The snippet below shows how the controls of this UI are created in addCreditLimit.view.js:

var creditPanel = new sap.ui.commons.Panel({               
    text: "Credit",
    showCollapseIcon: false,
    areaDesign: sap.ui.commons.enums.AreaDesign.Plain

var oMatrix = new sap.ui.commons.layout.MatrixLayout({
    layoutFixed: false,
    widths:["10%", "90%"],
    columns: 2
 new sap.ui.commons.Label({text : "Credit Limit", design : sap.ui.commons.LabelDesign.Bold }),
 new sap.ui.commons.TextField({value : "{Credit/creditLimit}"})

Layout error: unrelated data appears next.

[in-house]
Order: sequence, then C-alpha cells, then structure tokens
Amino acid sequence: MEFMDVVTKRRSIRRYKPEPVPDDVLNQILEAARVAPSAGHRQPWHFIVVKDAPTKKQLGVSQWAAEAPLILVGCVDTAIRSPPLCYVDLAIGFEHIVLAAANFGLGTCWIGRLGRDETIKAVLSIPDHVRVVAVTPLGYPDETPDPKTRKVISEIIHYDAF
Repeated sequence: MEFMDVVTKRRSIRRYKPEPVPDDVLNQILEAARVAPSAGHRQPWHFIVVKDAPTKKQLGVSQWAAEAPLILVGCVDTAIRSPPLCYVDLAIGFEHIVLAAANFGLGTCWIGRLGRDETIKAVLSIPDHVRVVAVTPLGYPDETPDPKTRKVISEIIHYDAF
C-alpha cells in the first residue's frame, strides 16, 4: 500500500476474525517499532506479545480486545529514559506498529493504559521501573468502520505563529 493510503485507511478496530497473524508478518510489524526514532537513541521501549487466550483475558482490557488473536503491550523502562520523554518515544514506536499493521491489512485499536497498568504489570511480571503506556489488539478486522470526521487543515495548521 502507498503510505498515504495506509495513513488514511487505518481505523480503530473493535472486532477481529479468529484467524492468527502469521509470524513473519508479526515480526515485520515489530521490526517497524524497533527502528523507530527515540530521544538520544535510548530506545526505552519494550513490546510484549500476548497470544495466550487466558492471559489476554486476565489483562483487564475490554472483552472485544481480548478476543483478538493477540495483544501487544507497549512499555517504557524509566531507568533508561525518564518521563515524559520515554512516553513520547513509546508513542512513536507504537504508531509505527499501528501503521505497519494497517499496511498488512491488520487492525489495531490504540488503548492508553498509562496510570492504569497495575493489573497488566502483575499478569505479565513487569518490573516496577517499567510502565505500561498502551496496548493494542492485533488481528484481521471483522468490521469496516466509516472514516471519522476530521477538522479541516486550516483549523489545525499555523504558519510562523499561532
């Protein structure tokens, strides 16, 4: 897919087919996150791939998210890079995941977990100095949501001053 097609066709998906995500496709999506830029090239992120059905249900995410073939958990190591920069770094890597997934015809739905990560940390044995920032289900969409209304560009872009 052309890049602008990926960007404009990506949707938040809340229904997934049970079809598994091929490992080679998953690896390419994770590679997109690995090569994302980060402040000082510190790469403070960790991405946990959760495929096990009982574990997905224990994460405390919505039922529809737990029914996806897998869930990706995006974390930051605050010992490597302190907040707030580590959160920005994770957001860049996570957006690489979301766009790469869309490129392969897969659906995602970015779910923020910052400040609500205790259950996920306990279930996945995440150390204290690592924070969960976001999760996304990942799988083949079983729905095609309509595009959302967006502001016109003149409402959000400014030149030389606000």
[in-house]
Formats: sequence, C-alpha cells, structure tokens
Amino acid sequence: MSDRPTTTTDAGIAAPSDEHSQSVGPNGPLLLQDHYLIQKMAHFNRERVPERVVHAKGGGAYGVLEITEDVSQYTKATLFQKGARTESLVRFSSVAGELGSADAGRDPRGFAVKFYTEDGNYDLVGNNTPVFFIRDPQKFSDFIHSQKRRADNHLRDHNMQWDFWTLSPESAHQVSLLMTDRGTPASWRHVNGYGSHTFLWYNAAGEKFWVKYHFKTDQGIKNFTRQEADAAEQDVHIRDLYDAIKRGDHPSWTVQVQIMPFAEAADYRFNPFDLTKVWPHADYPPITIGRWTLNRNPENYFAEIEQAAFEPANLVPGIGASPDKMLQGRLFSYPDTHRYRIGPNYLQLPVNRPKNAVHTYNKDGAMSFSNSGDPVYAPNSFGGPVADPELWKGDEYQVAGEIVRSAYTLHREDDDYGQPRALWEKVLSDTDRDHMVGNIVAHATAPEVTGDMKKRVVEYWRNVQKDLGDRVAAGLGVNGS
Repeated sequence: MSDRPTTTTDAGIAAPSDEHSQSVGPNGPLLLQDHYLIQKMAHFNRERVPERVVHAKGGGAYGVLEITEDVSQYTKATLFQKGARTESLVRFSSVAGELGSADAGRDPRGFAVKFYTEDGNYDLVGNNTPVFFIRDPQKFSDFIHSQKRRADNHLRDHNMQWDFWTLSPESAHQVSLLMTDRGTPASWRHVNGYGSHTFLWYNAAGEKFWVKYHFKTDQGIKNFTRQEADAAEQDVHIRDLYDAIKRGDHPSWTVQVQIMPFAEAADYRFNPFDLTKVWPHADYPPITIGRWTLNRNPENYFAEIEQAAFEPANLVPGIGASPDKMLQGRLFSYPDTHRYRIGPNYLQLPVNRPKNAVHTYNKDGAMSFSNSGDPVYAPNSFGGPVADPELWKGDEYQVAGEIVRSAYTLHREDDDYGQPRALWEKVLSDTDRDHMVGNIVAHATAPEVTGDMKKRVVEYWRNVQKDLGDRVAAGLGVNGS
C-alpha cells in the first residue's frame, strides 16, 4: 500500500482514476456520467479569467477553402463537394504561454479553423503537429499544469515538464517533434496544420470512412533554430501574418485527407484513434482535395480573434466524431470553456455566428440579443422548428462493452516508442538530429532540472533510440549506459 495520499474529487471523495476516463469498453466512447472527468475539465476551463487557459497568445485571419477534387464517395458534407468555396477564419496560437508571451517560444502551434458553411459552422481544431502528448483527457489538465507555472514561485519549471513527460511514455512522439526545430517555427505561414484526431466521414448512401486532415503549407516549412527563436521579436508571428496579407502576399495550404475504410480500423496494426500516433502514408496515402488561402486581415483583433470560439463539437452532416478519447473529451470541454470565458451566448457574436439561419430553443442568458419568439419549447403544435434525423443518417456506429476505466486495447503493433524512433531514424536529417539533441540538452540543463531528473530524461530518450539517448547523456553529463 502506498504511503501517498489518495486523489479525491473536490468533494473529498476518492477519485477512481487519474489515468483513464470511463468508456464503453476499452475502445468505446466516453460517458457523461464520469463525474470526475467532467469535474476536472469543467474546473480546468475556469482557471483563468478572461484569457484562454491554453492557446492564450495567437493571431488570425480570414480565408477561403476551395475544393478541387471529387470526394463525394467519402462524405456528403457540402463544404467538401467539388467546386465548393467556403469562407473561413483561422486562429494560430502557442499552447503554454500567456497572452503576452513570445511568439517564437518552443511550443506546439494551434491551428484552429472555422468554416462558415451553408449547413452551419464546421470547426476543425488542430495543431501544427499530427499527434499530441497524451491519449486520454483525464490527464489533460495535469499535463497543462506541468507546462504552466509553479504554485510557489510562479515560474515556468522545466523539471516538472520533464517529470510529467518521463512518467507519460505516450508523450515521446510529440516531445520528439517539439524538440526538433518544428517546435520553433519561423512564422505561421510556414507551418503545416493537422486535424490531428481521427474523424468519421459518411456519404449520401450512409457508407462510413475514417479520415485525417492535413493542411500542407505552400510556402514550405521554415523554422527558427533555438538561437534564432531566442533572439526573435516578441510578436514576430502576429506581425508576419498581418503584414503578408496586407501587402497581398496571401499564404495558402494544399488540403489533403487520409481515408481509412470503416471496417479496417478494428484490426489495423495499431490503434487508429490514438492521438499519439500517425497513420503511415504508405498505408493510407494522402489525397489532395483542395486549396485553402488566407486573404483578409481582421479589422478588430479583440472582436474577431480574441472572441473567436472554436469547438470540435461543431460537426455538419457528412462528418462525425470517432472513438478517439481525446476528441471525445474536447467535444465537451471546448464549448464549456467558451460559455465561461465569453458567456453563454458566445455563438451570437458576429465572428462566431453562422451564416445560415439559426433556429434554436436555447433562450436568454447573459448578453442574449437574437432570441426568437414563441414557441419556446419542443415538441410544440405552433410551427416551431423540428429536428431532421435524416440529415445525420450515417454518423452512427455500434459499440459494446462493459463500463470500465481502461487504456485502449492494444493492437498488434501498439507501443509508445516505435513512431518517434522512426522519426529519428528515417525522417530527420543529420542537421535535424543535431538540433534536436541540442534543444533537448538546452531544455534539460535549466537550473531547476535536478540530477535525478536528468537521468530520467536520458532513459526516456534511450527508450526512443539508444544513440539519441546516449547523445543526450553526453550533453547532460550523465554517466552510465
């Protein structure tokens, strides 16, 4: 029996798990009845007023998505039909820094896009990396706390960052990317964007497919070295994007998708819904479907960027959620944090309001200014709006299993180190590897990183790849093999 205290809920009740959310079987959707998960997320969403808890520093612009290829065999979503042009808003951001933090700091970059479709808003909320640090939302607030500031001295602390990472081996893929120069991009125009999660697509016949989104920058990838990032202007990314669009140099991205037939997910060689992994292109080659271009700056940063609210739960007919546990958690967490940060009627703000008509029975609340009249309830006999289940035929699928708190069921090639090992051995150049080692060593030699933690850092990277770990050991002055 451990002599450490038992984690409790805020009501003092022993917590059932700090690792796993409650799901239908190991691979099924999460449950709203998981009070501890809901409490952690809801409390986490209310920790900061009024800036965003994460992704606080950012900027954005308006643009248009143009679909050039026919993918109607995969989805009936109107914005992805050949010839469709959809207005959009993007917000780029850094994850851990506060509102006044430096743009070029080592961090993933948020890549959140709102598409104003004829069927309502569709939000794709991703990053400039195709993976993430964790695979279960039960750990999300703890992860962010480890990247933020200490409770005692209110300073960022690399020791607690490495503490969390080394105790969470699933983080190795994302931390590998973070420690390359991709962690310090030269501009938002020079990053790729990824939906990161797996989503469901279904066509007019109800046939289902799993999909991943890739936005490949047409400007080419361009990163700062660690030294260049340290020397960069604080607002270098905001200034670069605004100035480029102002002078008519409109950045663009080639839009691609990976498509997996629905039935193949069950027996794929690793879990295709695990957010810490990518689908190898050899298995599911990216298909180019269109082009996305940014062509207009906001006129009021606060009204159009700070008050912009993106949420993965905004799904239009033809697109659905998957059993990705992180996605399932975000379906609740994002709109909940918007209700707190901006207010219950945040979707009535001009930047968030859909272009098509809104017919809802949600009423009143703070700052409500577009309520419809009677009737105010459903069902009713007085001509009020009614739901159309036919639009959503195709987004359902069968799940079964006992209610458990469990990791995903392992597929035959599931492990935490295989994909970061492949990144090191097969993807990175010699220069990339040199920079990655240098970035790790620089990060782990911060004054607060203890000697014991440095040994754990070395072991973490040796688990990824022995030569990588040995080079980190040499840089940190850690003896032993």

// etc.


The newly created Panel is bound to the output data of the task. The output data has the type Credit, which contains only the property creditLimit. The TextField embedded in the Panel is bound to the property creditLimit using a property binding in the constructor. Again, the Two Way Binding takes care that any modification of the data triggered by the user is propagated to the corresponding entity in the ODataModel. Therefore, the output data of the ODataModel is always up-to-date.

The snippet below shows the element binding of the View in addCreditLimit.controller.js:

customerPanel.bindElement("/InputData('"+taskId+"')", {expand:"Customer"});
creditPanel.bindElement("/OutputData('"+taskId+"')", {expand:"Credit"});

When finally completing the task, the same POST request is sent to the BPM OData Service. But rather than reusing the input data, the output data is used as payload.